In the preceding issue of Behavioral Emergencies Update, it was noted that the Task Force on Education and Training in Behavioral Emergencies had initiated a survey of all 561 pre-doctoral internship programs that are members of the Association of Psychology Postdoctoral and Internship Centers (APPIC). The purpose of the survey was to determine which internship programs offer training in behavioral emergencies so that internship applicants who desire such training might know where to apply. I am pleased to announce that, with the cooperation of the APPIC Board of Directors, we have now completed that survey. I would like to thank Section VIIs former Student Representative, Jason Spiegelman (University of Akron), and our current Student Representative, Daniel DeBrule (University of Southern Mississippi), for their invaluable assistance in all aspects of this project.
One hundred and fifty-four (154) of the 561 APPIC programs (@27%) responded to a questionnaire stating that training in behavioral emergencies was a component of their internship programs. A Directory of these programs has been compiled and includes information related to whether the training is required or optional, how much time is devoted to clinical experience with behavioral emergencies and crises, whether there are lectures or seminars on emergency-related topics, and whether there is supervision specifically for emergency cases. It is hoped that this directory will be a resource not only for internship applicants, but also for graduate and professional program faculty who are interested in seeing that their students have this important training opportunity.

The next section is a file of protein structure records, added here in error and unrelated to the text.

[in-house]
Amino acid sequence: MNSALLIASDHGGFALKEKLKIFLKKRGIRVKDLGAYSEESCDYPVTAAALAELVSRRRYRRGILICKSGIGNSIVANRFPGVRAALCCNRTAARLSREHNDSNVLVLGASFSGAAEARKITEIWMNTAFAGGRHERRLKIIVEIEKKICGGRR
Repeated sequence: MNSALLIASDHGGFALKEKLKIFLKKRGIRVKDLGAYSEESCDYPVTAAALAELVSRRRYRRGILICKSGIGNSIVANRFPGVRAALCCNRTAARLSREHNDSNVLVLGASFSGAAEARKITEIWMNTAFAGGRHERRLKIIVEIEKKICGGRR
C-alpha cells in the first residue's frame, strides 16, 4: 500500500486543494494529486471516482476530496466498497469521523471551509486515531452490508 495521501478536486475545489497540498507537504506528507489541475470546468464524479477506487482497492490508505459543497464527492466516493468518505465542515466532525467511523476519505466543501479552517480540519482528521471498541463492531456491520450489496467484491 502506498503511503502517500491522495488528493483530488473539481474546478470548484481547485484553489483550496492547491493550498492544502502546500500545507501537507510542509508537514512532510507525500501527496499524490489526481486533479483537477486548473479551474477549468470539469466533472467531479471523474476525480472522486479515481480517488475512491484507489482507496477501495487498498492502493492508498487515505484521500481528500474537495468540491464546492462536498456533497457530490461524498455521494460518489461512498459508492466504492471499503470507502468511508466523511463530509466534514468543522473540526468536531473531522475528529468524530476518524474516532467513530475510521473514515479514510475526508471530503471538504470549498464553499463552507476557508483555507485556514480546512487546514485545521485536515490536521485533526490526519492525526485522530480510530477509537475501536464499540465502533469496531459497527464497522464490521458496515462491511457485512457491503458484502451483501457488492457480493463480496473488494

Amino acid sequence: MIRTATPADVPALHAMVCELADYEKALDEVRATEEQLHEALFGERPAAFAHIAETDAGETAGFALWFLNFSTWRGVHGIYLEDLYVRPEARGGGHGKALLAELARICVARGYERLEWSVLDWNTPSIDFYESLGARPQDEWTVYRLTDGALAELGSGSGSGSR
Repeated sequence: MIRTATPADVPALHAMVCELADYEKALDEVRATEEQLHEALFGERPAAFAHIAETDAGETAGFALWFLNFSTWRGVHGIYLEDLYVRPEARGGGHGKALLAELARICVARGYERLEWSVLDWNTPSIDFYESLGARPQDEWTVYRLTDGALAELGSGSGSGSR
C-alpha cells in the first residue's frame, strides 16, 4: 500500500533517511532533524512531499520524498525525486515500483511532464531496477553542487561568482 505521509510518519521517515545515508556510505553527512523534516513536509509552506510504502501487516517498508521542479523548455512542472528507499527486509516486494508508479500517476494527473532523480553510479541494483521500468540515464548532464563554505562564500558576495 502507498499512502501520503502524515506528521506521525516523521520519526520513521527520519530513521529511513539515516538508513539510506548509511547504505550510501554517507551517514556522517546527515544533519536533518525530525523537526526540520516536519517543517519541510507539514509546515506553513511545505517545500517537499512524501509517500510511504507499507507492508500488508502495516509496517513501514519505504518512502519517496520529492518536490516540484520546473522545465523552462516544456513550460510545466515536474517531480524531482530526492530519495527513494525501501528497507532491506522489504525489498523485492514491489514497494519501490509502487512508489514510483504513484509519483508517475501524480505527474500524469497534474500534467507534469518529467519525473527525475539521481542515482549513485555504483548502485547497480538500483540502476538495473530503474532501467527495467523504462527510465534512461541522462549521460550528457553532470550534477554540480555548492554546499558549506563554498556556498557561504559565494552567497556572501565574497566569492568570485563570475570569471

The Directory can be accessed on the APPIC web site under Training Resources or by going directly to: http://www.appic.org/training/7_2_2_training_role_trainers.html. It is also posted on the Section VII web site at: http://www.apa.org/divisions/div12/section7
Although we are pleased to have completed and posted this directory on the internet, we believe that there is one sobering implication of the findings for graduate and professional programs; i.e., if only 27% of internship programs have indicated that they offer training in behavioral emergencies, it can hardly be assumed that students will necessarily obtain such training when they go on their internships. Section VIIs position continues to be that there is a need (at all levels - graduate school, practicum, and internship) for an increased emphasis on education and training in this critical area of practice. The Section VII Task Force Report on Education and Training in Behavioral Emergencies (accessible on our web site at the internet address given above) provides evidence that (1) nearly all Psychology practitioners need to deal with clients or patients who are at risk of life-threatening behavior at some time in their professional careers; (2) the impact of dealing with such behaviors can be very stressful for clinicians and especially for those still in training; and (3) graduate education and training in this area of practice seems inconsistent across programs and is generally in need of far greater emphasis. The Section VII Task Force will continue to advocate that all psychology practitioners receive training of this nature.